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An Idea from My Daughter Regarding Customized Levels of Homework

My daughter has an idea for how elementary schools ought to treat homework. I'm writing about it here because I would love input from teachers and other parents on whether something like this has appeal and would be remotely feasible.

HomeworkMythgFirst, some context. My daughter attends an excellent public school in a suburban area of San Jose. Many of the parents of her fellow students are quite academically focused. There is a fair amount of homework. (Or so it seems to me, particularly relative to my own personal view after reading extensively on this topic that homework in elementary school should be minimal.) Most of the parents seem to support the homework amounts. Some even push for increased levels, while a quieter minority would prefer to see less homework. I tried to raise the issue of scaling back homework levels at the school when my daughter started there, but this idea pretty much fell to deafening silence. I think that the teachers, most of whom are highly experienced, believe that this is what most of the parents want. Thus it's very difficult to argue against that at the school level.

OKToGoUptheSlideMy daughter (now in third grade) has once again been lamenting homework. The discussion started near the end of the Christmas break, when she was expressing concern over juggling her extracurricular activities in the coming semester (while being unwilling to drop any of the those activities). She proposed that the real problem wasn't the activities at all, but rather having to balance them against homework. Then she went on a massive rant, which continued at intervals over several days, about how homework isn't useful, and it's not fair of the school to take up her time at home, and she's fine with learning all day long in school but that should be enough, etc… She makes an exception, somewhat, for reading assignments at home (if it's just reading and looking up vocabulary words), but otherwise dismisses it all as unnecessary and an imposition on her valuable time.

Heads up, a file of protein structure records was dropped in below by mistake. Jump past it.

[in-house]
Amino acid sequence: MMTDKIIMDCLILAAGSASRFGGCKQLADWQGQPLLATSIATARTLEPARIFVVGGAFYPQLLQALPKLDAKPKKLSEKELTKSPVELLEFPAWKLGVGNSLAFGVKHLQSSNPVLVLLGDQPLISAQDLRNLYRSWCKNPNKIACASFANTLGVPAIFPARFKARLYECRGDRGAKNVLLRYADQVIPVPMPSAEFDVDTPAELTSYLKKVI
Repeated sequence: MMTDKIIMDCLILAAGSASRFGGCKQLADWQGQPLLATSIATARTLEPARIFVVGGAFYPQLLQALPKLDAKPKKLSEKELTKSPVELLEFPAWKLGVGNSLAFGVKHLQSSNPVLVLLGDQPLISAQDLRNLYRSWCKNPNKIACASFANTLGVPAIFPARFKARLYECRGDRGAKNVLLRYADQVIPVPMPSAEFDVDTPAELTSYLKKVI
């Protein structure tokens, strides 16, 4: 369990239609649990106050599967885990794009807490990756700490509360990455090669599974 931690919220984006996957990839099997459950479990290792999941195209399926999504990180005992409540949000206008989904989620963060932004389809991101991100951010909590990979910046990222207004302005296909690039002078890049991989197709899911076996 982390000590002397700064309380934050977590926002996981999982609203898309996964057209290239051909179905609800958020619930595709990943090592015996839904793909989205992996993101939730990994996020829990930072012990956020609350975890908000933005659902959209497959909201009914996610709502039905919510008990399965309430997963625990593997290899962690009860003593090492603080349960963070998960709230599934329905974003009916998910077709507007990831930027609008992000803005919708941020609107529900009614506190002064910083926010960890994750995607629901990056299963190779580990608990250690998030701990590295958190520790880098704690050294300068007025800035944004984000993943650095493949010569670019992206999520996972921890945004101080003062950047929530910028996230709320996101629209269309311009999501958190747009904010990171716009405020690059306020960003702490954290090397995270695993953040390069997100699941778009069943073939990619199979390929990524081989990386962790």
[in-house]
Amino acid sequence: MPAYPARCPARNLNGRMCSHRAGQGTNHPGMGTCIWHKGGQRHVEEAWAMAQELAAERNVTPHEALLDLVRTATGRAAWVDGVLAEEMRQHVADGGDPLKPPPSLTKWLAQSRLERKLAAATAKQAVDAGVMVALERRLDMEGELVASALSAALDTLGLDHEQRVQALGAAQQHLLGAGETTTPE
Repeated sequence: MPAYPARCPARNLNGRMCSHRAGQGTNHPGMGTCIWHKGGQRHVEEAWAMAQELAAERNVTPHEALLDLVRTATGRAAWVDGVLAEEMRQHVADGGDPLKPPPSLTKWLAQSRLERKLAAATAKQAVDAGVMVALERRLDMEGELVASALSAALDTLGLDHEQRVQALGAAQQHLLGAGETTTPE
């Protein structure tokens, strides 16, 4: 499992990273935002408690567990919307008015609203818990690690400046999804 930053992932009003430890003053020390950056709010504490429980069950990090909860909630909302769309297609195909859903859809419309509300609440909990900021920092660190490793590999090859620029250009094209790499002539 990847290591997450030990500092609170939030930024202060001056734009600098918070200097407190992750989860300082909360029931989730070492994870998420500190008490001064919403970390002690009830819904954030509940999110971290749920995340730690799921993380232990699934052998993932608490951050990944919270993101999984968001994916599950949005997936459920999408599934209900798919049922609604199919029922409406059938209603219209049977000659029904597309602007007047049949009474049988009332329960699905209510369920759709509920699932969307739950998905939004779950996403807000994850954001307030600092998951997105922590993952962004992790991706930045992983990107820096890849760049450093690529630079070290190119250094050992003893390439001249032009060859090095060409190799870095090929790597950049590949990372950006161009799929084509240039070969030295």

Part of her specific problem with homework turns out to have been difficulty in setting limits on herself. So if she had to read a couple of chapters her reading group book and clarify (define on a sticky note) vocabulary words, she would take 90 minutes and clarify dozens of words. With pronunciation and examples. This was much more than her (wonderful) teacher was asking. Her teacher and I have been working together to get her to be more focused in her approach, and the situation for this school year has improved significantly. (As a side note, I highly recommend talking with your child's teacher about any such issues, because every situation is slightly different.)

So things are much better, and I am deeply grateful to my daughter's teacher. However, my daughter still grumbles sometimes over homework keeping her from spending time on other pursuits, including lying around re-reading graphic novels. A position for which I have great sympathy. We're also concerned about next year (fourth grade), when by all accounts homework levels will increase. 

My daughter actually proposed a solution for elementary schools. She thinks that at the start of the school year, each parent should be able to check a box for the level of homework that their child receives (none, small amount, or larger amount). Then each family could decide for themselves how they want to treat homework (and kids who don't like their parents' choices could make their own arguments at home).

As someone who believes strongly in individual choice and personal responsibility, I see the appeal to this idea. It would be a fair way to balance the priorities of different families. Of course it also has clear drawbacks. It would probably be hard on teachers to customize things that much, and the jobs of teachers are quite challenging enough already. (Though, as an upside, there would be less homework to grade.) You also have to wonder if the kids not doing homework would fall behind in certain areas (even as they might increase their knowledge in other, self-selected areas). It's a complex issue.

Anyway, I'm wondering what all of you think. Has anyone tried something like this? Any input would be appreciated.

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